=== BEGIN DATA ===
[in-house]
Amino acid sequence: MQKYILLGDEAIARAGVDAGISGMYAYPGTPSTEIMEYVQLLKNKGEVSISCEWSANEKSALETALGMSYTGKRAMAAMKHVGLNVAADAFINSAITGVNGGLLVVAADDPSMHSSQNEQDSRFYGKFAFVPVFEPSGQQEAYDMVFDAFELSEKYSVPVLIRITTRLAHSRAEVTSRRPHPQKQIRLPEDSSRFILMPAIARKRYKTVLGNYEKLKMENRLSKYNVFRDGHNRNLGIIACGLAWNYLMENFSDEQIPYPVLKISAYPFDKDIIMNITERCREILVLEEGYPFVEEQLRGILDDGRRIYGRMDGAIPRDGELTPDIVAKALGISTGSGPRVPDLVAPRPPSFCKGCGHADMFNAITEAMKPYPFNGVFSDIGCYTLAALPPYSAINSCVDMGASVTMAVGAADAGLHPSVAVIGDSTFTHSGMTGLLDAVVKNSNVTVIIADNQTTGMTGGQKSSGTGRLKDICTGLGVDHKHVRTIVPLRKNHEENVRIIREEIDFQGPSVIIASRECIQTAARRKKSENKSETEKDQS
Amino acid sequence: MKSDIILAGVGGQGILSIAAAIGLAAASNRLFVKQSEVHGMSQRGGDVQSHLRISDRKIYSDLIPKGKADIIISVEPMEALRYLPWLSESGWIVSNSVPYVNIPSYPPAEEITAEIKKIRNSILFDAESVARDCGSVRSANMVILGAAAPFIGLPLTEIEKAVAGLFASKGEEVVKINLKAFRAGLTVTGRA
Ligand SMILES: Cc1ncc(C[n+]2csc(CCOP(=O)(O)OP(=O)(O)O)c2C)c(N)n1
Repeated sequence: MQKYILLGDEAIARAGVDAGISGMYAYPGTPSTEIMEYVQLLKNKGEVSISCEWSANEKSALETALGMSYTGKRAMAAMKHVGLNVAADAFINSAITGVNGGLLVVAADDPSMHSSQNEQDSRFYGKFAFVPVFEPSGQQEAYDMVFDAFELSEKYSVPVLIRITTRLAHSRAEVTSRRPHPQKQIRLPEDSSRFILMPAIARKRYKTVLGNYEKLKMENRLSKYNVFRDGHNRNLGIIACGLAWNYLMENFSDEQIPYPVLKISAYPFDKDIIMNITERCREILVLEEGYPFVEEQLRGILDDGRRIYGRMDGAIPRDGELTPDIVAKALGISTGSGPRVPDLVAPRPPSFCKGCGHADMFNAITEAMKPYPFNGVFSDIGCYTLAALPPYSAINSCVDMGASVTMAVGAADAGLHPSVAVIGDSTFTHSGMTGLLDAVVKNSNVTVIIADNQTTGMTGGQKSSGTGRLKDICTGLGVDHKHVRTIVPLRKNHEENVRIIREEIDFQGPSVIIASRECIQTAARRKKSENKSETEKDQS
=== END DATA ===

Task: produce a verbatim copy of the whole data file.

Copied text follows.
[in-house]
Amino acid sequence: MQKYILLGDEAIARAGVDAGISGMYAYPGTPSTEIMEYVQLLKNKGEVSISCEWSANEKSALETALGMSYTGKRAMAAMKHVGLNVAADAFINSAITGVNGGLLVVAADDPSMHSSQNEQDSRFYGKFAFVPVFEPSGQQEAYDMVFDAFELSEKYSVPVLIRITTRLAHSRAEVTSRRPHPQKQIRLPEDSSRFILMPAIARKRYKTVLGNYEKLKMENRLSKYNVFRDGHNRNLGIIACGLAWNYLMENFSDEQIPYPVLKISAYPFDKDIIMNITERCREILVLEEGYPFVEEQLRGILDDGRRIYGRMDGAIPRDGELTPDIVAKALGISTGSGPRVPDLVAPRPPSFCKGCGHADMFNAITEAMKPYPFNGVFSDIGCYTLAALPPYSAINSCVDMGASVTMAVGAADAGLHPSVAVIGDSTFTHSGMTGLLDAVVKNSNVTVIIADNQTTGMTGGQKSSGTGRLKDICTGLGVDHKHVRTIVPLRKNHEENVRIIREEIDFQGPSVIIASRECIQTAARRKKSENKSETEKDQS
Amino acid sequence: MKSDIILAGVGGQGILSIAAAIGLAAASNRLFVKQSEVHGMSQRGGDVQSHLRISDRKIYSDLIPKGKADIIISVEPMEALRYLPWLSESGWIVSNSVPYVNIPSYPPAEEITAEIKKIRNSILFDAESVARDCGSVRSANMVILGAAAPFIGLPLTEIEKAVAGLFASKGEEVVKINLKAFRAGLTVTGRA
Ligand SMILES: Cc1ncc(C[n+]2csc(CCOP(=O)(O)OP(=O)(O)O)c2C)c(N)n1
Repeated sequence: MQKYILLGDEAIARAGVDAGISGMYAYPGTPSTEIMEYVQLLKNKGEVSISCEWSANEKSALETALGMSYTGKRAMAAMKHVGLNVAADAFINSAITGVNGGLLVVAADDPSMHSSQNEQDSRFYGKFAFVPVFEPSGQQEAYDMVFDAFELSEKYSVPVLIRITTRLAHSRAEVTSRRPHPQKQIRLPEDSSRFILMPAIARKRYKTVLGNYEKLKMENRLSKYNVFRDGHNRNLGIIACGLAWNYLMENFSDEQIPYPVLKISAYPFDKDIIMNITERCREILVLEEGYPFVEEQLRGILDDGRRIYGRMDGAIPRDGELTPDIVAKALGISTGSGPRVPDLVAPRPPSFCKGCGHADMFNAITEAMKPYPFNGVFSDIGCYTLAALPPYSAINSCVDMGASVTMAVGAADAGLHPSVAVIGDSTFTHSGMTGLLDAVVKNSNVTVIIADNQTTGMTGGQKSSGTGRLKDICTGLGVDHKHVRTIVPLRKNHEENVRIIREEIDFQGPSVIIASRECIQTAARRKKSENKSETEKDQS